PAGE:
This book describes the development of her passion for farming, and first her relationship and then marriage with Mark, who is a somewhat crazy hippie-like man. She is brutally honest, funny, and writes eloquently about everything from her mom's appalled face when Mark shows up with a newly slaughtered turkey in a plastic bag (with the neck hanging out) at their first Thanksgiving, to the feeling of warm, good soil that is just waiting for the spade and shovels and plows.
They move away from New York, trying to find some land to farm organically and 'completely', in the sense that they want to be a self-sustained farm that produces everything a family might need year round: grain, sugar (maple syrup and honey), vegetables, milk (and cheese and yogurt), pork, chicken and eggs, beef, sheep for lamb, and so on. That is a lot complex than to farm just one thing (milk cows or corn for example), but also much more rewarding.
They find some land they are allowed to lease in upper New York State and start Essex Farm. Mark is a true back-to-old-times person, hating any kind of plastic and waste of resources. They decide to try to do as little as possible with tractors and instead they buy two draft horses, which will help them to plow and weed and transport manure and maple syrup buckets around, you name it. There is a great interview with Kimball here.
The first year they work all the time, live on nearly nothing except on what they can grow and are worried because they are not sure that the neighbors are willing to become members and get everything they need from the farm instead of from the regular grocery store. But, if you build it they will come. The neighbors, many of them retired farmers from farms that now are abandoned, help them out with sage advice, ancient rusty but important draft horse equipment from old barns, and a hand here and there when needed. And they start to sign up as members to get part of what is produced at the farm.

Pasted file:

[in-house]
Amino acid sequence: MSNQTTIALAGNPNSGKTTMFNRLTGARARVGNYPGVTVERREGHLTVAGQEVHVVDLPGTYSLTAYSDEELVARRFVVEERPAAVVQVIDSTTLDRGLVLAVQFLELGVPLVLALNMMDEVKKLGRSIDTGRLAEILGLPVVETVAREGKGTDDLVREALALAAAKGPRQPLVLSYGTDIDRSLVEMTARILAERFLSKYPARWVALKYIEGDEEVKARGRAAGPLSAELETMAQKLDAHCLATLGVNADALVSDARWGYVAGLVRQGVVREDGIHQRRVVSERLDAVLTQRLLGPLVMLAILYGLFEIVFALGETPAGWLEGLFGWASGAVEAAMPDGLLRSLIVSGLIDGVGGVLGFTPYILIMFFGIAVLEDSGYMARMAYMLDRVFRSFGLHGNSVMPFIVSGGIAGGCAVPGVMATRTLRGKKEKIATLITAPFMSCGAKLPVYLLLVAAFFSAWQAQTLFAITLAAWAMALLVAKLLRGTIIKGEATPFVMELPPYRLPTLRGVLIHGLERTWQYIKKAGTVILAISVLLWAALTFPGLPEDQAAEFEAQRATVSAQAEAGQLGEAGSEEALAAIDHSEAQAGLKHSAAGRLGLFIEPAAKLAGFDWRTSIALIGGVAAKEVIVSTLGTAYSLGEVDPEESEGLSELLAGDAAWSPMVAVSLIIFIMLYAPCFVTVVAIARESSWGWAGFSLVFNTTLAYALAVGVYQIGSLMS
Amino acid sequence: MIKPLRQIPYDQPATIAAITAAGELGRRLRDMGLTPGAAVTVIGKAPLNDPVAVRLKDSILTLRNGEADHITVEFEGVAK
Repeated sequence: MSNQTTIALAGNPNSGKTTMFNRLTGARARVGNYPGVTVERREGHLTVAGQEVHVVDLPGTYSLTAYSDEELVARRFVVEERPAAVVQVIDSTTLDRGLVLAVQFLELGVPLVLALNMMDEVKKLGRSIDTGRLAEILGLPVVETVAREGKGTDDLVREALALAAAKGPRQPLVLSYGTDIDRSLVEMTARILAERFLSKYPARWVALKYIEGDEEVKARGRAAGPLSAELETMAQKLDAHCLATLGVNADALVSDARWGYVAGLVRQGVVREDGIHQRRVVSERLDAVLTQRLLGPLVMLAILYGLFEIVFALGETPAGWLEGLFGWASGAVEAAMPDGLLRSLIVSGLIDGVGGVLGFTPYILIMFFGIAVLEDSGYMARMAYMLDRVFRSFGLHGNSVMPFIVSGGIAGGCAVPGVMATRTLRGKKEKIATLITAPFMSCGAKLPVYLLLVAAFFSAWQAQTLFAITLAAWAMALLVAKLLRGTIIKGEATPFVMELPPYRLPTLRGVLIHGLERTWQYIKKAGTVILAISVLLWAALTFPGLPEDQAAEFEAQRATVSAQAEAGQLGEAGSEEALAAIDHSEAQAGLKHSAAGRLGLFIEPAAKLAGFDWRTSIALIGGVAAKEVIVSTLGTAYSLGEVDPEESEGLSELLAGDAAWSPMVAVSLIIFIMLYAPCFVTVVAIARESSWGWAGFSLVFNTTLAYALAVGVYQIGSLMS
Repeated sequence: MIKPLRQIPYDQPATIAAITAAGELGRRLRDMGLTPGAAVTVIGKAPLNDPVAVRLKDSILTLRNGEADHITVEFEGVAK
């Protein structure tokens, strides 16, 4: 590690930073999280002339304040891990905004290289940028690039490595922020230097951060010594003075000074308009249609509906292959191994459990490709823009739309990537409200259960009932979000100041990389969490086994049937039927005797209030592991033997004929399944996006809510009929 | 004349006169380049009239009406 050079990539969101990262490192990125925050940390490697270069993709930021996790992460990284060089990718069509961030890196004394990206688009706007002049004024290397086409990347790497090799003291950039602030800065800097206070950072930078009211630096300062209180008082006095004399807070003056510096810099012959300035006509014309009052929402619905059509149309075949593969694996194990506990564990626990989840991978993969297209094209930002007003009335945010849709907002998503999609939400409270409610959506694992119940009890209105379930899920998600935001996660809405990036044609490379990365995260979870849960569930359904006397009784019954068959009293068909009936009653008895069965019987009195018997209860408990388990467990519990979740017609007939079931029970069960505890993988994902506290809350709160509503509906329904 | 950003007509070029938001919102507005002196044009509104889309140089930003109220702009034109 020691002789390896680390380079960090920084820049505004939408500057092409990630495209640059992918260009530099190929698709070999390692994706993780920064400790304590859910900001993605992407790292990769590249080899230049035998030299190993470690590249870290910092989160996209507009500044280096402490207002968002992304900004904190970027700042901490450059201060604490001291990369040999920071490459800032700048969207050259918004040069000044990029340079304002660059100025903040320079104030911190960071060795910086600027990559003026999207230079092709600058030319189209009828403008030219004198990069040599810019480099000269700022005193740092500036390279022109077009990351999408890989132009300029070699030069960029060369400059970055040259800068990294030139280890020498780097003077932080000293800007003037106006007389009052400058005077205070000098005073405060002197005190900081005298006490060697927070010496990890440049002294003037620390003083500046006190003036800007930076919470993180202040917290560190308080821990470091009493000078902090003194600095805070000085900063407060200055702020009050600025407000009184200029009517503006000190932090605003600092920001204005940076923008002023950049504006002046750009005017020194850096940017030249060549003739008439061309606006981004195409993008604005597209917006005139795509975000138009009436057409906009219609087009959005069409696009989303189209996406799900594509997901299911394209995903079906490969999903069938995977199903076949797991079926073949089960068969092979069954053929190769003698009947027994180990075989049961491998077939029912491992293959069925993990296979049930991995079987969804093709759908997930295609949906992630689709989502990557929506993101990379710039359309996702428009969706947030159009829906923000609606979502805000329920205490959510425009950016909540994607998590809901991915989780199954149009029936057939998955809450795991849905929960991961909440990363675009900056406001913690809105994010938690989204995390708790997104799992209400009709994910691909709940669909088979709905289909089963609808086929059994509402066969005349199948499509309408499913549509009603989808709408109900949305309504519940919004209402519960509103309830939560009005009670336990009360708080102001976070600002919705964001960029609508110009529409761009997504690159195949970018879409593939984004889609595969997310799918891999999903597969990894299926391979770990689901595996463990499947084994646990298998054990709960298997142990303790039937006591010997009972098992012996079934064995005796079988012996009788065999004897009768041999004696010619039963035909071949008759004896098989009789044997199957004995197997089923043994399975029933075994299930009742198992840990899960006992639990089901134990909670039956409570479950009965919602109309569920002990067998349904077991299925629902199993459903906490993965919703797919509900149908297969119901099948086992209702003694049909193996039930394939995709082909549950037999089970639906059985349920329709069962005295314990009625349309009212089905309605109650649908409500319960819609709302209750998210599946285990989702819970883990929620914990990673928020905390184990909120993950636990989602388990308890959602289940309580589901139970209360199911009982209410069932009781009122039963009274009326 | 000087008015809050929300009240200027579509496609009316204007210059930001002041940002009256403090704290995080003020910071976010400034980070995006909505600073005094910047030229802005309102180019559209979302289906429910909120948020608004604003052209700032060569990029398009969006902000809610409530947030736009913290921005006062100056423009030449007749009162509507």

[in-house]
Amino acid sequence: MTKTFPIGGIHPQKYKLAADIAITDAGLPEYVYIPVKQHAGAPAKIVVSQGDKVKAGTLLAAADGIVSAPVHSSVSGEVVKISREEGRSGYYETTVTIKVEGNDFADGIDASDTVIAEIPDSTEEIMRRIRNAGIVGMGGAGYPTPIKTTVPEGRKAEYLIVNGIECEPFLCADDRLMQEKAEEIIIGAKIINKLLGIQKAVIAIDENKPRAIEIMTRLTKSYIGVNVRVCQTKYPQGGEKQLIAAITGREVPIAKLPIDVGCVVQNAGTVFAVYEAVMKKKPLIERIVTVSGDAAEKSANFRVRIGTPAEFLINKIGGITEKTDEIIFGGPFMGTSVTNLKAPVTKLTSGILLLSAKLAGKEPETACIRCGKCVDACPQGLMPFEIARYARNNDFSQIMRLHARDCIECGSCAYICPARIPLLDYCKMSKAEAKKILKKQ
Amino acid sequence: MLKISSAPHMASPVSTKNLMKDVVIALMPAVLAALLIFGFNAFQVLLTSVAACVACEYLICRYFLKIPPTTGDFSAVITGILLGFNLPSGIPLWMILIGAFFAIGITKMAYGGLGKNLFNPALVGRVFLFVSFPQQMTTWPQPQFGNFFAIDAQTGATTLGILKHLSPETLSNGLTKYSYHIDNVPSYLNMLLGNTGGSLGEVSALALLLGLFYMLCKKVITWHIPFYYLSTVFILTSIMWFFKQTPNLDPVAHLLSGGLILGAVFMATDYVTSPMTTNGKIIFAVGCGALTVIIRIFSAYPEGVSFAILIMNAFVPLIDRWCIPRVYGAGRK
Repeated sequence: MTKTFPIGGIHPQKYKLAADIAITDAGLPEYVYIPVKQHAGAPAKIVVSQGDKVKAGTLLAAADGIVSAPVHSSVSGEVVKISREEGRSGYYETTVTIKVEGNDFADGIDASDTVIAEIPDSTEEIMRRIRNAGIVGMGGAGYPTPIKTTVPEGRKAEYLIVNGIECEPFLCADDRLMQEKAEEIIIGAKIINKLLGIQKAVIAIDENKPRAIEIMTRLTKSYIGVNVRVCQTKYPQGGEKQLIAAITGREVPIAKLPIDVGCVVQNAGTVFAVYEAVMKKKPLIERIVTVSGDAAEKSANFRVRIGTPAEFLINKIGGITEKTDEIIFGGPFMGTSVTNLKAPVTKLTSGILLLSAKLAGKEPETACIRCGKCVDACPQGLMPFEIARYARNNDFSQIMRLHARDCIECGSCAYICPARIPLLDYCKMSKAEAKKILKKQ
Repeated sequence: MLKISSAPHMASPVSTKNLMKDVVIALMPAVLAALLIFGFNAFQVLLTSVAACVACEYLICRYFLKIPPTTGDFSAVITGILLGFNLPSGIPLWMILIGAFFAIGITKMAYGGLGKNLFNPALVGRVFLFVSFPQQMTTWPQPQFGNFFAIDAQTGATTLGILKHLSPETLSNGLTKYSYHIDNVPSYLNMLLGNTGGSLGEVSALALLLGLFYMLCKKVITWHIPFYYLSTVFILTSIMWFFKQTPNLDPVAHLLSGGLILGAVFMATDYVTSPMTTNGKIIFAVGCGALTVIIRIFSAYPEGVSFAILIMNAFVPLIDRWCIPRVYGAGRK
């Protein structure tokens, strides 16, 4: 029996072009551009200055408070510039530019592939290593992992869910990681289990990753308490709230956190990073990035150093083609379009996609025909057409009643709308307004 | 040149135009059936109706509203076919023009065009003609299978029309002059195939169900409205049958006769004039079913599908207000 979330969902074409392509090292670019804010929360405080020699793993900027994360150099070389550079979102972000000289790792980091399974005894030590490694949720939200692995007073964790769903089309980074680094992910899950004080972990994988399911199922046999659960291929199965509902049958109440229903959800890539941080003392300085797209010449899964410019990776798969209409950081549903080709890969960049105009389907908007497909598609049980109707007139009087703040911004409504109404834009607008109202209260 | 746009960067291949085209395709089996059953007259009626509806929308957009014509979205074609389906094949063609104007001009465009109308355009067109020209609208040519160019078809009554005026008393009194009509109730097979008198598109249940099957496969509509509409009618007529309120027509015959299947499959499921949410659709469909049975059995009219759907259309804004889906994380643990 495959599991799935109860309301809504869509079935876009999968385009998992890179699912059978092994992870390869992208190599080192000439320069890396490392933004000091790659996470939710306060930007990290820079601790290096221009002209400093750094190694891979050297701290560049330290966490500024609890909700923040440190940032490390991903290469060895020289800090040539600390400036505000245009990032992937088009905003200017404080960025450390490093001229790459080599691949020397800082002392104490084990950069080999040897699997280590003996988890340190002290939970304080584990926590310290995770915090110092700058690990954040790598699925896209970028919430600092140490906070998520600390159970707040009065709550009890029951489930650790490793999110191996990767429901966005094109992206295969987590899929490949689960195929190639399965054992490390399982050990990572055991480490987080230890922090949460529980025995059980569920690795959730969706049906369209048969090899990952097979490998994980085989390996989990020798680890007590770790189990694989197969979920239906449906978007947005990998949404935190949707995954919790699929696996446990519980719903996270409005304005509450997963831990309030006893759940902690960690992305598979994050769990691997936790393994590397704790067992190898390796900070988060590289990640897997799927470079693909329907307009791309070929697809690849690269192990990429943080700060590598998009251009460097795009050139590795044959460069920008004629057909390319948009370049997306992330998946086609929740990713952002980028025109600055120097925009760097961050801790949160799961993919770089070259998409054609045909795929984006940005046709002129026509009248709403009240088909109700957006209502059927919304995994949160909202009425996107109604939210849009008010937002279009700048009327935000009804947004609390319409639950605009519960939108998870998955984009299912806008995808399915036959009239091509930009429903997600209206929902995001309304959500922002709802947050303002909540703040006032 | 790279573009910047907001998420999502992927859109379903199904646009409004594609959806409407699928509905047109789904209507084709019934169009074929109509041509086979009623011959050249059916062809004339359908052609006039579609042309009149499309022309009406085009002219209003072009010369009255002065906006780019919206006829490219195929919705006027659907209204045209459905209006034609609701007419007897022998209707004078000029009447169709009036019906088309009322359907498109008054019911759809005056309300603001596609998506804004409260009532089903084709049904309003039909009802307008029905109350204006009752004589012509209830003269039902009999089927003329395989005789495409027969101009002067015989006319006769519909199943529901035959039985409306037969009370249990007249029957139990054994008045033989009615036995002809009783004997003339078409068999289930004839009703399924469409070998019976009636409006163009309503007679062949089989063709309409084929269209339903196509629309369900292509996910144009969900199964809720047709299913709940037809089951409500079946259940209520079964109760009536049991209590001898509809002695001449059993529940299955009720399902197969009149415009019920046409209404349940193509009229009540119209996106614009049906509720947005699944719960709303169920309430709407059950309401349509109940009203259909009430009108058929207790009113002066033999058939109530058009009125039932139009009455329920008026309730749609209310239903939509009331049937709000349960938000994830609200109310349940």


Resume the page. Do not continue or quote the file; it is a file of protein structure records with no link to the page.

Today, 7 years later, the farm has over 100 members and is thriving. Kristin Kimball wrote her book on early mornings between 4 and 7 in the fire station, before her daughter woke up and the work at the farm started. I really loved this book, and read it faster than most because it captures you. Not only is the story both compelling (and sometimes disgusting) and interesting, Kimball's way with words is beautiful, often poetic. But mixed with a great sense of humor - she never takes herself too seriously, but she also can be very serious at times.
I am not ready to become a farmer with draft horses after this book, but I sure would love to have a farm like this close-by to get great, real, local, handmade food from. I am so glad Kimball wrote this book because I hope it will inspire both young people to become farmers and conscious eaters and 'cookers', as well as all of us to think about what it is that we really need in our lives. Flat screen TVs and the latest world news don't seem that important after you have read this book. A bunch of hay and a sunset and a well-cooked meal is more real. So, read it. It is one of the top ten books I have read in 5 years, and I mean it. So, grade A+, 5, or *****.
[Disclosure: I did not get paid to say anything of this. :) Better put this in here so I am not like those corrupt and greedy economy professors in the movie Inside Job, which I recommend the whole world to see, but more on that later.]
About preparing bull testicles for dinner after a slaughter: